April 24, 2014
Costa Rica Launches Dedicated Dogfighting Tip Line
The Costa Rican National Animal Health Service (SENASA) and the Ministry of Agriculture, in partnership with Humane Society International-Latin America, have made available to the public the first Tip Line for Complaints Against Dogfighting (8625-6000). This vital initiative will help stop this illegal practice in the country, as citizens can now send videos, photos and messages by cell phone that will identify people or places involved in dogfighting activities.
The implementation of this valuable tool takes place in the context of a broader strategy for the battle against animal fighting, which includes the lobbying for a new legislation passed this week in the Agricultural Affairs Committee of the Legislative Assembly. The bill is expected to soon reach the plenary for discussion and first debate vote.
The launch of the tip line comes as a result of the agreement between SENASA and HSI-Latin America, with support from American Stafford Costa Rica (ASCR), as the dogfighting industry in Costa Rica has grown in complexity. Through the tip line, citizens can report any type of animal fighting activities, contribute to the eradication of breeding facilities, provide information on locations holding illegal fights, and ultimately help dismantle animal fighting rings.
If the information provided is accurate and ultimately leads to the seizure of abused dogs and/or the arrest of those involved animal fights, the informant will receive a reward of up to US $1,500 from HSI-Latin America. HSI closely collaborates with SENASA’s on animal welfare issues. The organization has been working with Costa Rican authorities in the battle against dogfighting for more than two years.
Live in the United States? Call our HSUS animal fighting tip line.
"Animals are entitled to a life without aggression, and our goal is to achieve responsible pet ownership in Costa Rica. This tip line will support and further boost the existing legislation which pursues those who treat animals negligently and illegally" said Germán Rojas, director general of SENASA.
Dogfighting is an illegal activity in which two dogs are placed in a small space to fight each other to "entertain" viewers and promote gambling. The wounds inflicted over the course of the fight are severe and sometimes fatal, often causing death days later due to blood loss, dehydration or to wound infection. Typically, animals involved in this activity do not receive professional veterinary care and dogs are often killed or maimed by their owners.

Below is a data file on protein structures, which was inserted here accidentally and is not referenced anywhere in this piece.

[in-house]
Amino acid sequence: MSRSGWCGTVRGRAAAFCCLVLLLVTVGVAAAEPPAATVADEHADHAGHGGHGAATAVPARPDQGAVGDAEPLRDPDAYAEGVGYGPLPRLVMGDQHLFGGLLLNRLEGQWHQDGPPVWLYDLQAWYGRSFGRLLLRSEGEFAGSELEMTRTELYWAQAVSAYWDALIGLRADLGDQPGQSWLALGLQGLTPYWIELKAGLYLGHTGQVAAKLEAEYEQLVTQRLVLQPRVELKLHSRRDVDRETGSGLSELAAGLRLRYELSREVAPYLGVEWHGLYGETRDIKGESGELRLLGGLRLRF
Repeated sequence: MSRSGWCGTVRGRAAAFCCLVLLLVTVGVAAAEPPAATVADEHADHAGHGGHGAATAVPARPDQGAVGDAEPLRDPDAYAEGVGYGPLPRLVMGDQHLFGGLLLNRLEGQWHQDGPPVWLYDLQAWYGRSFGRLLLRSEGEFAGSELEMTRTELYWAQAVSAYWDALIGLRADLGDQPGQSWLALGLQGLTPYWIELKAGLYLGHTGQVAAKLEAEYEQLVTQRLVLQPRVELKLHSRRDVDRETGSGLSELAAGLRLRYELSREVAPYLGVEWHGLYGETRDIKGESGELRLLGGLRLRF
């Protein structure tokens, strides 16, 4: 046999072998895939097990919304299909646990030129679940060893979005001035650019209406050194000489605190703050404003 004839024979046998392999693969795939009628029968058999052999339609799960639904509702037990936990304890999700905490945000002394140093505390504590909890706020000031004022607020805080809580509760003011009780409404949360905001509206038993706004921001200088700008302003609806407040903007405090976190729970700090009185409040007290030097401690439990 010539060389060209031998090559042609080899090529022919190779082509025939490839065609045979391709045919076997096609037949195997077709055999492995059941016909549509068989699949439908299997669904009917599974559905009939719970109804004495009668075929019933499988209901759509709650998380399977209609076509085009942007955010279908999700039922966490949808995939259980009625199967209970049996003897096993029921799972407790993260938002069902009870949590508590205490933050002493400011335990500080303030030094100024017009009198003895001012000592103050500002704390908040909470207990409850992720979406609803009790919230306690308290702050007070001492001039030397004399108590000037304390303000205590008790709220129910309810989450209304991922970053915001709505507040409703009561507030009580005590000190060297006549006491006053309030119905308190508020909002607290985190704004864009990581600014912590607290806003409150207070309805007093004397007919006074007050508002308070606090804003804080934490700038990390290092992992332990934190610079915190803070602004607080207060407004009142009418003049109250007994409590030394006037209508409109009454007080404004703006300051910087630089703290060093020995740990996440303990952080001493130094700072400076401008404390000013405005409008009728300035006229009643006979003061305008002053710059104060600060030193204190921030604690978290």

Cynthia Dent, regional director of HSI-Latin America, reiterated the organization’s commitment to continue helping SENASA and the local animal welfare organizations in addressing these crimes. “It is imperative for us that citizens come forward with information on these activities and help us eradicate them. We are very proud of our contribution to the implementation of this tip line, as well as our continued collaboration with SENASA," she said.
The cooperation agreement between SENASA and HSI-Latin America includes informative and educational campaigns to raise awareness on dog fighting. HSI will also continue to provide training to various government agencies, such as the Judicial Investigation Bureau and law enforcement personnel, to strengthen knowledge about the proper handling of these animals and the evidence to be seized during raids. The agreement also aims at strengthening and implementing national laws on animal fighting, as well as other issues relevant to animal welfare.
- Since 2012, SENASA American Stafford Costa Rica and HSI-Latin America have collaborated to battle against the dogfighting industry in Costa Rica.
- In October 2012, HSI trained more than 100 people, including government representatives of the different regions of the country and police officers, on the correct evidence collection process that must be conducted during raids, as well as the appropriate handling of the animals.
- Dog fights are an illegal yet prevalent fixture in some areas of Costa Rica, often going hand in hand with gambling, drug dealing and illegal gun sales. HSI offers resources and training to local authorities working on the rescue of the victims of animal fights through a strategic partnership signed with SENASA.
- Recently, for the first time in Costa Rica, the judicial authorities managed to impose a fine to a person found to be organizing dogfights. HSI-Latin America worked with the National Animal Health Service (SENASA) in order to give the course of the prosecution case.
Media Contact: Raúl Arce-Contreras, firstname.lastname@example.org, +1 (301) 721-6440